The place we should have entered was marked by a queue of people. These honest folk were receiving pamphlets in exchange for their tickets. Feeling that gaol still beckoned without a better cover, we casually stepped into place at the end of the queue and equally casually handed our tickets over.
It was the perfect non-crime.
The exhibition was an incredible combination of an art gallery and a sake tasting experience. One wall in each of the two exhibit halls was filled with a giant display, showing moving images created by Naoko Tosa; a renowned Japanese media artist who holds an academic position at the University of Kyoto.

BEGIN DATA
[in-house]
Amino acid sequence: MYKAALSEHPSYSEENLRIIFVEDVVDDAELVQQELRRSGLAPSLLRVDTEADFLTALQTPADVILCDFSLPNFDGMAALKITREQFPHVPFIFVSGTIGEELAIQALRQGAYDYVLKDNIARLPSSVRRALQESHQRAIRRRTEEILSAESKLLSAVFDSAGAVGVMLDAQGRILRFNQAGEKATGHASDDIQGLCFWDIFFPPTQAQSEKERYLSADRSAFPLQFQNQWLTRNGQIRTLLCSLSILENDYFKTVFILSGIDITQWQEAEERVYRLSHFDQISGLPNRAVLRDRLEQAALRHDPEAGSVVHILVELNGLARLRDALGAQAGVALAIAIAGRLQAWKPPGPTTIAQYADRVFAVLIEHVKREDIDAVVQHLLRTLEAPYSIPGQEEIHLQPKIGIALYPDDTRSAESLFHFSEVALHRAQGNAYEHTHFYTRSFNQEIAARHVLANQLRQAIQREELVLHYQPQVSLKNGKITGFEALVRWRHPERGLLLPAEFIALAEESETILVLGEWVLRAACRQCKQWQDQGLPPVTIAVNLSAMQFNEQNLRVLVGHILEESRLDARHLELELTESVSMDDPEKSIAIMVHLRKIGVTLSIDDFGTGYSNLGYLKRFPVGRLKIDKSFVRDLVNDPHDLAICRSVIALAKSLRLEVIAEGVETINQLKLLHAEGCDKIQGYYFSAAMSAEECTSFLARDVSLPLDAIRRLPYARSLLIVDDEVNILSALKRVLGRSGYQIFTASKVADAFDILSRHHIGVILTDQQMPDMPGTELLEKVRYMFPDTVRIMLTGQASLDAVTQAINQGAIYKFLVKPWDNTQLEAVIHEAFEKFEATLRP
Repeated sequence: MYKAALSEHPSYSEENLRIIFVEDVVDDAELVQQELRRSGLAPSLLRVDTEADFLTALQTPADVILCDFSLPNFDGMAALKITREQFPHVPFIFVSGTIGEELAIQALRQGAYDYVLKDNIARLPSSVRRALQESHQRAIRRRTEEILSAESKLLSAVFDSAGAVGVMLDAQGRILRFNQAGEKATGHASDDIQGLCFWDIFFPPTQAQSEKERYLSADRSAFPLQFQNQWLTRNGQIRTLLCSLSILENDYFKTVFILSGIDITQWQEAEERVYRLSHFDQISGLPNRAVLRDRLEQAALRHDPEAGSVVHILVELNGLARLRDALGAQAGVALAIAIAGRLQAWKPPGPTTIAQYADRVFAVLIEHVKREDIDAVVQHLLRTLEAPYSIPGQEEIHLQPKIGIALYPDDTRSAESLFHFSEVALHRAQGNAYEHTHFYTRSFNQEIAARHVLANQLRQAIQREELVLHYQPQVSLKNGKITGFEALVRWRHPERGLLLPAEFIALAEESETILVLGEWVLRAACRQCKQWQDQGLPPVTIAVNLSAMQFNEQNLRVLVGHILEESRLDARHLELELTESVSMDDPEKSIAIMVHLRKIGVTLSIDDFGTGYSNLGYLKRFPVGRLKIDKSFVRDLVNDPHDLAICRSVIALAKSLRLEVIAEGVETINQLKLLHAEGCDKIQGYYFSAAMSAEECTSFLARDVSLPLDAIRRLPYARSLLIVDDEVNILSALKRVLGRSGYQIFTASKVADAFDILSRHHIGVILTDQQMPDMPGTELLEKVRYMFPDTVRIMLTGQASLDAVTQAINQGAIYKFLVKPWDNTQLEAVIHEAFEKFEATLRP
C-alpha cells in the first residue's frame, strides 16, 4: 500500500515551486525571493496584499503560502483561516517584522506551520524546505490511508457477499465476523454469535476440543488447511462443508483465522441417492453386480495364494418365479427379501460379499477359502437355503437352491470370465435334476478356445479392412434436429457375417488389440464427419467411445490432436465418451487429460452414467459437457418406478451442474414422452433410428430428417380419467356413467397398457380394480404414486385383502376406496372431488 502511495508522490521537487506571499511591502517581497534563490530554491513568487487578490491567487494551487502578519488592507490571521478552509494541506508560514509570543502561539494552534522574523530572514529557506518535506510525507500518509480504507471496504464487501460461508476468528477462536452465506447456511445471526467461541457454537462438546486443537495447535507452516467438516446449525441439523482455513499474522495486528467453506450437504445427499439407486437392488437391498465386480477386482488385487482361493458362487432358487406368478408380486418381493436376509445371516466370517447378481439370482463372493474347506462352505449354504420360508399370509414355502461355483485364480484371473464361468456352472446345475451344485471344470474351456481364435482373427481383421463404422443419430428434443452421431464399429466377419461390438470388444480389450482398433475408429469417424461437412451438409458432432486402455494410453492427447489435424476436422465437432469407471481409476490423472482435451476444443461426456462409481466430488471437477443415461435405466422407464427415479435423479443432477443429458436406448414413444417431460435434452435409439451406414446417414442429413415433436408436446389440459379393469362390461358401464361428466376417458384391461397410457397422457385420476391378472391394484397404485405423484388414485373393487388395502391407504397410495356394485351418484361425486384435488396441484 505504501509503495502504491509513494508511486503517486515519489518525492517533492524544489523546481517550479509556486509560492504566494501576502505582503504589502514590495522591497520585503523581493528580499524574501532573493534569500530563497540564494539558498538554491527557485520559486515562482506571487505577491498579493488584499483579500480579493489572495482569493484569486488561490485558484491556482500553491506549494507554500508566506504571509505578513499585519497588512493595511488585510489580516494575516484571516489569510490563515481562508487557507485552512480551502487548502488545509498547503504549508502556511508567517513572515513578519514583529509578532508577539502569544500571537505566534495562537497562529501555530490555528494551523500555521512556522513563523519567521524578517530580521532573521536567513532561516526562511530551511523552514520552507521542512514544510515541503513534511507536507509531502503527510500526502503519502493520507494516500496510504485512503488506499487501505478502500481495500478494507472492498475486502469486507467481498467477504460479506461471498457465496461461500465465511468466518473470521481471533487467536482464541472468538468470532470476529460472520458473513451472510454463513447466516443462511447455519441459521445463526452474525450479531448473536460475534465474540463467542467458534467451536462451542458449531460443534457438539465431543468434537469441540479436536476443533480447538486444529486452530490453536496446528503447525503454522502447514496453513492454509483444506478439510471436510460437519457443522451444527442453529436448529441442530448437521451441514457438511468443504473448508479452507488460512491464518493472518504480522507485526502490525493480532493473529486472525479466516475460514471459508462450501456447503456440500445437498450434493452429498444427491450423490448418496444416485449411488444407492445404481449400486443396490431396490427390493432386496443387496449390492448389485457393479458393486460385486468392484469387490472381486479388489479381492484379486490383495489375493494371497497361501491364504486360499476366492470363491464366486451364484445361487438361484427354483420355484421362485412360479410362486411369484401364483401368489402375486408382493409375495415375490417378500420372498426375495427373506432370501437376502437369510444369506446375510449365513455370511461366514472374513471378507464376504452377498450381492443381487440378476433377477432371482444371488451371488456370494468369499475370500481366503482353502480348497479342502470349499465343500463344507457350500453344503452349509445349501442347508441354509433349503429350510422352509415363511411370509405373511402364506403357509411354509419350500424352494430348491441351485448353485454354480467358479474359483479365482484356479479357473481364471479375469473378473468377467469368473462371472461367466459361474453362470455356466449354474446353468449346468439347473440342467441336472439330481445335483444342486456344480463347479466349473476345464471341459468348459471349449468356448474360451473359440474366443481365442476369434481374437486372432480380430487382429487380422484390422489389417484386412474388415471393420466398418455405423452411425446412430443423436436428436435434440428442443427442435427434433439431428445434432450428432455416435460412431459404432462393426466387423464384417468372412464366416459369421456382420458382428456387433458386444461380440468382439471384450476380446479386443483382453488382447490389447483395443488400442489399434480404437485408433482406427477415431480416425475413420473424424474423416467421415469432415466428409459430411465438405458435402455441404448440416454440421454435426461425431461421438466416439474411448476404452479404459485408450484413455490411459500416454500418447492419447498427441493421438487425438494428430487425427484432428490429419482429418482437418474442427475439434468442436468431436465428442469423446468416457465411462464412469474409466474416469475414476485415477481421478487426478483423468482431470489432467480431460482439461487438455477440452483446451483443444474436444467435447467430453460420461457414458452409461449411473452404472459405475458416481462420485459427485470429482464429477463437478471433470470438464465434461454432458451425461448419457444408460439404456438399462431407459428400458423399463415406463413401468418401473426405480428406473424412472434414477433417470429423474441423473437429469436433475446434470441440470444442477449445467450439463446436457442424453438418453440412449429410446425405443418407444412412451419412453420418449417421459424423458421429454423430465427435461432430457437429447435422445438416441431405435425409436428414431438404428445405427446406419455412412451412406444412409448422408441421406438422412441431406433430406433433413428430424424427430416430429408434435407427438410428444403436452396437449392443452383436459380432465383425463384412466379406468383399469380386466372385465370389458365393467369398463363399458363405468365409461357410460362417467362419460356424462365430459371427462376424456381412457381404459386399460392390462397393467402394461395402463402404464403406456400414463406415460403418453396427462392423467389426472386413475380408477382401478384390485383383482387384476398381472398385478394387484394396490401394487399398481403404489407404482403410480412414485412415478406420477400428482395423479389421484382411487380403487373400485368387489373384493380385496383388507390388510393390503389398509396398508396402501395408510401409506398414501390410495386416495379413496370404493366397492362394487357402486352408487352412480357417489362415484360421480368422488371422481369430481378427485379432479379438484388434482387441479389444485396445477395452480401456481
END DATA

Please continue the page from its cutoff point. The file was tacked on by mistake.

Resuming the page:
It transpired (during the most casual of conversations that I feel we should have had earlier) that my partner in very recent crime knew Tosa personally, having proposed a brain-themed art project while studying medicine at Kyoto. He introduced us in the exhibit hall where Tosa told me her dream of creating art in the zero gravity of space. Potentially serendipitously, I have read that morning about artists working with virtual reality headsets to create a similar experience. It was only 'potentially serendipitous' as I was too tongue-tied to use this as an informed and intelligent conversation piece. Hmm. Better luck next time.
The media Tosa displayed on the walls of the exhibition depicted an abstract flow of shapes and colours created by smoke and liquids. As one scene came to an end, clear liquid appeared to splash over the art in preparation for the next piece. This represented the sake, clearing the canvas possibly in the same manner over consumption does to the brain.